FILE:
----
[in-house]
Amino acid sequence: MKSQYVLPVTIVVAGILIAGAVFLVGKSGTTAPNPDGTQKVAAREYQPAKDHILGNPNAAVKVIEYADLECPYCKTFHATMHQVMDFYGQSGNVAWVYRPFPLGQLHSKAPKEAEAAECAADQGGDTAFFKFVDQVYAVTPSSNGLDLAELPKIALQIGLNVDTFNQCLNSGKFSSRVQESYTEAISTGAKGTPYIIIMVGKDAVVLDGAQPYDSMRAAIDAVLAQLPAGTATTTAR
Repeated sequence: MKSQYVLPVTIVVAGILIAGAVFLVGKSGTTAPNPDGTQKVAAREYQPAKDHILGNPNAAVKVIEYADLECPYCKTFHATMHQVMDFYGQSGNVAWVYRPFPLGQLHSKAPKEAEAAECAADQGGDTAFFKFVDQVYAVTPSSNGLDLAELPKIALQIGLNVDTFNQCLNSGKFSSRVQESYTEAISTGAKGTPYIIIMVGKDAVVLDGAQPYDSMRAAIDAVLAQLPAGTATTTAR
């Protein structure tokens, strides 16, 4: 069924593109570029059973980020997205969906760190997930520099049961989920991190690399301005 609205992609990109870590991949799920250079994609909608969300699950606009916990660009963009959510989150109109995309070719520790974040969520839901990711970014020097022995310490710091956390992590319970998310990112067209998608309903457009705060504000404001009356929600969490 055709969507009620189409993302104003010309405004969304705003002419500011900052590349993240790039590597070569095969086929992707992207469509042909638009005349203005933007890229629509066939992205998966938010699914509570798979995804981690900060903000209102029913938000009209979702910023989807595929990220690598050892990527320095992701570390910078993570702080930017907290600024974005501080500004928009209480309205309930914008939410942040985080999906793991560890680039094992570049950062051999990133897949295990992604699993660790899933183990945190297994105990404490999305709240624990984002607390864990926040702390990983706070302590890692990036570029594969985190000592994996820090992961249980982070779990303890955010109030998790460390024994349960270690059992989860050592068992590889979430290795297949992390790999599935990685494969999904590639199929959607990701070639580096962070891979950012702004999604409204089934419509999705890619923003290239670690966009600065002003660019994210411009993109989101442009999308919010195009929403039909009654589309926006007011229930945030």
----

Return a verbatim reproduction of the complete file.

[in-house]
Amino acid sequence: MKSQYVLPVTIVVAGILIAGAVFLVGKSGTTAPNPDGTQKVAAREYQPAKDHILGNPNAAVKVIEYADLECPYCKTFHATMHQVMDFYGQSGNVAWVYRPFPLGQLHSKAPKEAEAAECAADQGGDTAFFKFVDQVYAVTPSSNGLDLAELPKIALQIGLNVDTFNQCLNSGKFSSRVQESYTEAISTGAKGTPYIIIMVGKDAVVLDGAQPYDSMRAAIDAVLAQLPAGTATTTAR
Repeated sequence: MKSQYVLPVTIVVAGILIAGAVFLVGKSGTTAPNPDGTQKVAAREYQPAKDHILGNPNAAVKVIEYADLECPYCKTFHATMHQVMDFYGQSGNVAWVYRPFPLGQLHSKAPKEAEAAECAADQGGDTAFFKFVDQVYAVTPSSNGLDLAELPKIALQIGLNVDTFNQCLNSGKFSSRVQESYTEAISTGAKGTPYIIIMVGKDAVVLDGAQPYDSMRAAIDAVLAQLPAGTATTTAR
């Protein structure tokens, strides 16, 4: 069924593109570029059973980020997205969906760190997930520099049961989920991190690399301005 609205992609990109870590991949799920250079994609909608969300699950606009916990660009963009959510989150109109995309070719520790974040969520839901990711970014020097022995310490710091956390992590319970998310990112067209998608309903457009705060504000404001009356929600969490 055709969507009620189409993302104003010309405004969304705003002419500011900052590349993240790039590597070569095969086929992707992207469509042909638009005349203005933007890229629509066939992205998966938010699914509570798979995804981690900060903000209102029913938000009209979702910023989807595929990220690598050892990527320095992701570390910078993570702080930017907290600024974005501080500004928009209480309205309930914008939410942040985080999906793991560890680039094992570049950062051999990133897949295990992604699993660790899933183990945190297994105990404490999305709240624990984002607390864990926040702390990983706070302590890692990036570029594969985190000592994996820090992961249980982070779990303890955010109030998790460390024994349960270690059992989860050592068992590889979430290795297949992390790999599935990685494969999904590639199929959607990701070639580096962070891979950012702004999604409204089934419509999705890619923003290239670690966009600065002003660019994210411009993109989101442009999308919010195009929403039909009654589309926006007011229930945030």